Firms with foreign entities may be exposed to translational risk as opposed to transactional risk as above. Both FX policy and regulatory requirements dictate whether these foreign entities are deemed local currency functional or reporting currency functional. That, in turn, will drive a hedging strategy (i.e. centralized at the group level or locally). Generally, group-level hedging of exposure against the reporting currency offers the most comprehensive opportunity for netting exposures and minimizing total hedge volume.
Now that the hedge notionals and tenors have been determined, the third step is to decide how to hedge them. Forward contracts are the simplest to understand, manage and account for, and in many cases are cost-effective. If the local currency is in a long-term trend or volatile, the high cost of option premiums may be justified but may cause issues if Special Hedge Accounting is elected. Monte Carlo simulations may be used to good effect in identifying the optimum combination of options and their parameters (tenor`s, strikes, notionals).
Lastly, if a firm is exposed to emerging markets where forwards are either unavailable or prohibitively expensive, other alternatives (such as proxy hedging) may be necessary.
Now that the hedges have been fully defined, the CFO can execute.
After the CFO has set a strategy, he can focus on efficient execution. To begin a determined strategy, CFOs need to know the state of the FX market so they are protected from bad deals when negotiating international transactions.
The FX market is large, opaque, and not a place for the uninformed. Due to the large information asymmetry, companies are at a disadvantage when negotiating the fees on international transactions. Especially since banks generate the majority (58%) of their derivative profit from the FX market, they are incentivized to charge companies as much as possible in this area. Because there are so many pitfalls, many CFOs use a Bloomberg terminal or gain competing quotes that keep their banks honest.
Smart CFOs also employ Transactional Cost Analysis (TCA) (Fig. 4) to evaluate the spread they are paying on both spot trades and forward trades and leverage this information to negotiate rates commensurate with trade size and currency pair.
Further to this, a CFO will maximize their capital by using counterparties that require little to no initial or variation margin. By minimizing the upfront and ongoing margin requirements when booking hedging transactions, the company can drastically improve their returns, simply by putting all their money to work.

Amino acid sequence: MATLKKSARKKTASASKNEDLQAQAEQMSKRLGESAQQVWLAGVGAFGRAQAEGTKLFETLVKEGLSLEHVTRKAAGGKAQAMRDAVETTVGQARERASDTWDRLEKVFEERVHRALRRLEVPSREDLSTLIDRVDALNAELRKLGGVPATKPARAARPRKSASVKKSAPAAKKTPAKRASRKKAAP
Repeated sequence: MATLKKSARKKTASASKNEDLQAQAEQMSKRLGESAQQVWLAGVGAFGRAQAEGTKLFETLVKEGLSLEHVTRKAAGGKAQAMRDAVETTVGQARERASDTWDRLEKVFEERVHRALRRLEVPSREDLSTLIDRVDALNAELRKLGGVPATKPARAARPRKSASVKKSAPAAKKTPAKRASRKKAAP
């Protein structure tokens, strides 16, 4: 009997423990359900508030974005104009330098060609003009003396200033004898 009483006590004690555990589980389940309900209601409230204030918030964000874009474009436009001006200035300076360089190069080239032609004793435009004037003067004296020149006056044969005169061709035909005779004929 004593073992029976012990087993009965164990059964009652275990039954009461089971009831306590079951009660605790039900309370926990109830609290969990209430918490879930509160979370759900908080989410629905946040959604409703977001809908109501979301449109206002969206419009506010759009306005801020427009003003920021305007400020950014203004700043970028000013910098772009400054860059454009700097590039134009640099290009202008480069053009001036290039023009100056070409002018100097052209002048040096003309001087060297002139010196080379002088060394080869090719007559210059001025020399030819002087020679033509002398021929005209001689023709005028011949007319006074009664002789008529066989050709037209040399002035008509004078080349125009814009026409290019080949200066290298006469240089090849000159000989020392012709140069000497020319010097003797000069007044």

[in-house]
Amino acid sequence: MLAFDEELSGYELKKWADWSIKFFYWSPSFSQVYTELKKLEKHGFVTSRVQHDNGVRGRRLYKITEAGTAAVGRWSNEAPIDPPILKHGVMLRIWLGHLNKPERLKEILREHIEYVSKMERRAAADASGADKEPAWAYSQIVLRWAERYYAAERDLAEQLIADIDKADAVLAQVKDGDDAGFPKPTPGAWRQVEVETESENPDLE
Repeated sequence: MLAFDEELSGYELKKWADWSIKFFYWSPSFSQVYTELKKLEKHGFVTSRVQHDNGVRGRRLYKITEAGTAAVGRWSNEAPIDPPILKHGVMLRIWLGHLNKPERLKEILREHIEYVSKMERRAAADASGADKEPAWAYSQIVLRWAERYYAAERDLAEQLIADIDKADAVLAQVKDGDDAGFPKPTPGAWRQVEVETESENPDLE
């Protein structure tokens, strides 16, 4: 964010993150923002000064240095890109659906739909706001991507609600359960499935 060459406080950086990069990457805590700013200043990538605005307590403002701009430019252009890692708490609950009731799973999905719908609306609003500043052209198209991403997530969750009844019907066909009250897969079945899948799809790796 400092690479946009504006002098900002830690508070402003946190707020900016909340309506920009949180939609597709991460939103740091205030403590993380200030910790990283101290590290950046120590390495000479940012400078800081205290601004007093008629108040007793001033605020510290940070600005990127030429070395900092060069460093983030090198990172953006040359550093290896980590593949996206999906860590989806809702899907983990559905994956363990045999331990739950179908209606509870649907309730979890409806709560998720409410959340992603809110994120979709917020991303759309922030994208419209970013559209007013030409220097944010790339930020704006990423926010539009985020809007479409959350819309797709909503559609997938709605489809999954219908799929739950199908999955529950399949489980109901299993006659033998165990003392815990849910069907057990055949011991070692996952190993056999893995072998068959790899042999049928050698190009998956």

Establishing key metrics for FX risk management is essential to ensure strategies are effective. The right metrics provide data to guarantee a solution is the optimal one and they can highlight areas that require change. Not to mention they might someday ensure the finance group does not suffer from unrealistic expectations.
Once key metrics are determined, benchmarks must be set to decide if the performance measured is acceptable. For example, in sports cars, one performance metric is the 0-60 mph time and its benchmark time might be 4 seconds. In FX risk management, one of the objectives might be the minimization of volatility. Thus, the metric is earnings volatility. A corresponding benchmark might be “less than 5%”.
After he’s gathered the measurements and analyzed their performance, he can now make data-driven decisions about any successes or failures.
The CFO is now prepared for battle as well as any Fortune 500 CFO. He has objectives that have been determined and agreed to by the BoD or C-suite and documented in an FX Policy for his department and his successors. Knowing which risks he is responsible for, he and his team can devise strategies that should meet those objectives.
Having set the strategies, and determined the precise nature of his exposures (tenors and notionals), he may utilize computational methods such as Monte Carlo analysis to select the optimum hedging instruments. He carefully selects his counterparties and holds them accountable for execution costs using Transactional Cost Analysis.
Lastly, he measures how well he and his team did. In FX risk management, using the correct metrics and benchmarks provides him with objective feedback on whether his strategies are working, or need modification to meet objectives.
Deaglo is a cross-border advisory company providing the next generation of FX risk management and execution solutions. We educate and empower Finance teams at international companies and investment managers to take control of their FX risk and manage their cross-border transactions more effectively.